CLAREMORE, Okla. — A company in Claremore fights the virus by manufacturing a key component in masks -- nanofiber.
Since face masks transformed into hot commodities, all 30 of NXTNano employees shifted to a 24/7 shift. The challenge their industry faces is keeping up with demand.
In less than a week, the team produced half a million face masks worth of nanofiber material.
Nanofiber is a thousand times thinner than human hair, but NXTNano’s finished product stands at about four feet and weighs 400 pounds.
The rolled up material is molded into a mask. The fibers are so tightly knit, respiratory droplets can’t get through. COVID-19 spreads through droplets infected people cough and sneeze.
Justin Volpe, NXTNano’s general manager, says, “The nanofiber is what brings it up to 95% efficient at .3 microns -- which is extremely small. The average particle size for the virus is around .1 to .2 microns. When people, including first responders and hospital workers, are reusing masks or trying to find a way to sanitize a mask to keep themselves from being exposed, they’re putting themselves at risk. Our goal is to produce up to five million face-masks-worth of material a week.”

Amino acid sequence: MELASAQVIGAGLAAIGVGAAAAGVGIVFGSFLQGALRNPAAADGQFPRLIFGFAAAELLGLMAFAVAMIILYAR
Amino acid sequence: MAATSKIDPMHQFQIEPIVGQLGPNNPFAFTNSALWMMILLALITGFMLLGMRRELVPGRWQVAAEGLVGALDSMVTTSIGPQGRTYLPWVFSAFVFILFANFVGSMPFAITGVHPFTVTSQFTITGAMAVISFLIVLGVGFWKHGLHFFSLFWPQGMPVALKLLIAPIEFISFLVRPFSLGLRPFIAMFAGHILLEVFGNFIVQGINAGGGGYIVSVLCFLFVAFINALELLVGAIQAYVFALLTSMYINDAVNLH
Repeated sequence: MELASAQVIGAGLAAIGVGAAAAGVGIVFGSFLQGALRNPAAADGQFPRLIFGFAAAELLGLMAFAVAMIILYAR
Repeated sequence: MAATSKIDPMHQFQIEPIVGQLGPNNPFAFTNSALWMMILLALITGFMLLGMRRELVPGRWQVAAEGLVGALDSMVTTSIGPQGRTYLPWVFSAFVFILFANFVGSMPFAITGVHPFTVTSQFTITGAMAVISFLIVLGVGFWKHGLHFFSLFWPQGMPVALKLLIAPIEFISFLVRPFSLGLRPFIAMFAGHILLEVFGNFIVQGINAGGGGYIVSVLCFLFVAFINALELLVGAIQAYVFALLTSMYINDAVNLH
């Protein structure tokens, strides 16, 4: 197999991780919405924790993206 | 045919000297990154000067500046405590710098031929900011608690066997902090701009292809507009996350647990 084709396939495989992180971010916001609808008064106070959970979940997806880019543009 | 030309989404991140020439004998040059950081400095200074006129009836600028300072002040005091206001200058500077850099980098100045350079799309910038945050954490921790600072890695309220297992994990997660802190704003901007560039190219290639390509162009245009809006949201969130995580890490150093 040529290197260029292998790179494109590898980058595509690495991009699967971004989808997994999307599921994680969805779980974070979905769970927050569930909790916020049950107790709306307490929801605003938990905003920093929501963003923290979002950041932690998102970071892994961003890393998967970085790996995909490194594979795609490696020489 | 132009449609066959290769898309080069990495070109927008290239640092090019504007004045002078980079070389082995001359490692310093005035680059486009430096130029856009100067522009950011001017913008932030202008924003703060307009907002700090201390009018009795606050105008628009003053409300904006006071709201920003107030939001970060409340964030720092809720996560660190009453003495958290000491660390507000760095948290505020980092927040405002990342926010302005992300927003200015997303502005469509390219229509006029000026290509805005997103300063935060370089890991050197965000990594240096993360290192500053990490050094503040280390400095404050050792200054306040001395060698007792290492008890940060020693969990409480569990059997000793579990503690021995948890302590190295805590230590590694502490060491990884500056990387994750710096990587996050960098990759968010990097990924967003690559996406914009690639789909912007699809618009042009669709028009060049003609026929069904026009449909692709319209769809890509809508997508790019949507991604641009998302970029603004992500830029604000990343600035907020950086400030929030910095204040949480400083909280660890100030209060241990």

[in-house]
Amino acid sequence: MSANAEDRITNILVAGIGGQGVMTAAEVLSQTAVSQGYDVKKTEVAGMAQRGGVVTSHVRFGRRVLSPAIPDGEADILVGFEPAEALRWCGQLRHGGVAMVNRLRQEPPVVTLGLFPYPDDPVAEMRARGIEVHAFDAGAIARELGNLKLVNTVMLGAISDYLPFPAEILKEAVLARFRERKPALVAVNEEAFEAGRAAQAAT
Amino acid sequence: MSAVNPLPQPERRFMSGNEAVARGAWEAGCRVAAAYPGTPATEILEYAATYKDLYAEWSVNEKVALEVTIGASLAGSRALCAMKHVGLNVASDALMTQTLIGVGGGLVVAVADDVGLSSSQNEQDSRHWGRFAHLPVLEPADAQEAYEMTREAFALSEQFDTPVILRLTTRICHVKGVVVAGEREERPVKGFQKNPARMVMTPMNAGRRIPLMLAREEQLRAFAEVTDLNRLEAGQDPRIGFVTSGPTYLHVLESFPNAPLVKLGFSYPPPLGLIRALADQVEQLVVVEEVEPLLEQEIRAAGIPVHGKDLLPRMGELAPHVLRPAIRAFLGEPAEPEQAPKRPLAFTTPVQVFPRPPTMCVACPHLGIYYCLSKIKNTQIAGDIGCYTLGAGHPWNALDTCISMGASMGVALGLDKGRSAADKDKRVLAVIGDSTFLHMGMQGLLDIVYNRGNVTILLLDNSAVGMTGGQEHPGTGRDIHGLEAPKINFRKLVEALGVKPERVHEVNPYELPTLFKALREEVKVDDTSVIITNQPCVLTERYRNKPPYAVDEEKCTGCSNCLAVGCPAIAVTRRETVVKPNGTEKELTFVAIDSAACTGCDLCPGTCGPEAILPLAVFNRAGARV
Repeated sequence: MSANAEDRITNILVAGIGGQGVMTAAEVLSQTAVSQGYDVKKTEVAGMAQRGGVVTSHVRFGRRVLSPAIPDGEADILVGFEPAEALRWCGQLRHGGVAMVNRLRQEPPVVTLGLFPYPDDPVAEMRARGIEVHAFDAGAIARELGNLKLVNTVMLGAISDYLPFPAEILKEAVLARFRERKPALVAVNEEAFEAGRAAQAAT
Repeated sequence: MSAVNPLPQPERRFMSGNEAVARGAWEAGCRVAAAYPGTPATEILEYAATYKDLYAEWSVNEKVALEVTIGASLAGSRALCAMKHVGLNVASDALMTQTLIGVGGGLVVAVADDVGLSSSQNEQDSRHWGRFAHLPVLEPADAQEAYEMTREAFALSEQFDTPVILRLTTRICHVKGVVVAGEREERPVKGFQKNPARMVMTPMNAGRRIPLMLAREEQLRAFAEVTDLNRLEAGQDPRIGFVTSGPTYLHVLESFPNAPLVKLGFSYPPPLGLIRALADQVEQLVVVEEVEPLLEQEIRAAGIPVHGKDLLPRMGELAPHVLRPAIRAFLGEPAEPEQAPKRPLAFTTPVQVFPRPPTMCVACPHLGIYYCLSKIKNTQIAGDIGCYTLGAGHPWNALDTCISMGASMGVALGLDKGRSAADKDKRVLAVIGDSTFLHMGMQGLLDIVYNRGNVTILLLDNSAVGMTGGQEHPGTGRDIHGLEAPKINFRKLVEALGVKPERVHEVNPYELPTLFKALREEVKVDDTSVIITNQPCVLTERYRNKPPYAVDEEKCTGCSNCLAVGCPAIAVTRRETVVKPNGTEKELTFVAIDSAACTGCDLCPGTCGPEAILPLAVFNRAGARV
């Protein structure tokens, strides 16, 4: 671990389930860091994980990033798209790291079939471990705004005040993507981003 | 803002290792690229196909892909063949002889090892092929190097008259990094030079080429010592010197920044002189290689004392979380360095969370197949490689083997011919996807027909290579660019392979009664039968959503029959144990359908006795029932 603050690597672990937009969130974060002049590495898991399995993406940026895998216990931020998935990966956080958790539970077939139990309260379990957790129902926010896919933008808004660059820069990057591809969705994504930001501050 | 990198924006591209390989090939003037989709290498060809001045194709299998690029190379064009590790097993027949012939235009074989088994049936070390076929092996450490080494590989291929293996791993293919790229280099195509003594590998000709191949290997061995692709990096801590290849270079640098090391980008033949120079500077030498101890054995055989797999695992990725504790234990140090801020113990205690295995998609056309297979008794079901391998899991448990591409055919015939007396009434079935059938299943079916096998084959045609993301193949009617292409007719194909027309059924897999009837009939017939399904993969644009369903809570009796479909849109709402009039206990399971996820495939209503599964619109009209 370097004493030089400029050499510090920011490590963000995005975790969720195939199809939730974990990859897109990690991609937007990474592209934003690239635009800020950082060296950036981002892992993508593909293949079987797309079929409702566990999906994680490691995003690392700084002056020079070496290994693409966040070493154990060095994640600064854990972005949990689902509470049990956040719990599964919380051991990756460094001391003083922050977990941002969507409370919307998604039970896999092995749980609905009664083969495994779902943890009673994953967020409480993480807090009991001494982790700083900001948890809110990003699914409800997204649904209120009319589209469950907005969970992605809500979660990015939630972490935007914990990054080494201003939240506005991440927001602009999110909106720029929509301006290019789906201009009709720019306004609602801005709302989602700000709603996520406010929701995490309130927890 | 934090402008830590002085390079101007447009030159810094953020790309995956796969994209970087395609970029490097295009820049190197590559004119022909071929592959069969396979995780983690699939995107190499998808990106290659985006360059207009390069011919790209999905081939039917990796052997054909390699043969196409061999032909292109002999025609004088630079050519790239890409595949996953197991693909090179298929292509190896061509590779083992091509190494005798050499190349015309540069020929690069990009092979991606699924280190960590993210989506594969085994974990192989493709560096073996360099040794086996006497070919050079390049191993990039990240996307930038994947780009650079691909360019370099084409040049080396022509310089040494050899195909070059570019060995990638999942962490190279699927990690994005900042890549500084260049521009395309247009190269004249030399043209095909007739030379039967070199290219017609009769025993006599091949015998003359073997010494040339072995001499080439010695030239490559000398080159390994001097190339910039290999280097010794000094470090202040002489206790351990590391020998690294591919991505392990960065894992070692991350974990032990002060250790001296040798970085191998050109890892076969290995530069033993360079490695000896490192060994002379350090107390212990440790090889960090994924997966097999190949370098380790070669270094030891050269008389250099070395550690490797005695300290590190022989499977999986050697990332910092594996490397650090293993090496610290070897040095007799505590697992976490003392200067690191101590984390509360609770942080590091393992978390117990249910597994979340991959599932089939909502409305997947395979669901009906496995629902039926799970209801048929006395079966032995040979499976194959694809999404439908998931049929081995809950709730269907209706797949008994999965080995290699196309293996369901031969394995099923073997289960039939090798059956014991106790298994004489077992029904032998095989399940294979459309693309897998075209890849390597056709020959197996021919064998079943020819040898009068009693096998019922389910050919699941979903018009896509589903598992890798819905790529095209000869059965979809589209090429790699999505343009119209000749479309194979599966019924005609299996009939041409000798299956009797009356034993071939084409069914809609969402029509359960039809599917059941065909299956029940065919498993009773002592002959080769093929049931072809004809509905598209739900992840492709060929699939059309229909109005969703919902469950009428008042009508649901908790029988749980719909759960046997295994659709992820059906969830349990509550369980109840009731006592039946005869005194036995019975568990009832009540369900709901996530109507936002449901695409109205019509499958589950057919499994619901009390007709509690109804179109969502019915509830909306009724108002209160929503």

The production rush started last week, after at least 400 incoming calls from clothing companies; local, state, and government officials, and “a lot of international phone calls, people trying to find any material they can use to make the N95 masks that are in short supply around the globe,” says, Volpe.
N95 is a respirator rating. The N means not resistant to oil, but N95 masks are almost 100% resistant to airborne particles. NXTNano’s material meets that standard. Now, they wait to find someone to ship it off to.
Volpe says, “We’re able to do the fabric part. we need somebody else to actually make the mask.”
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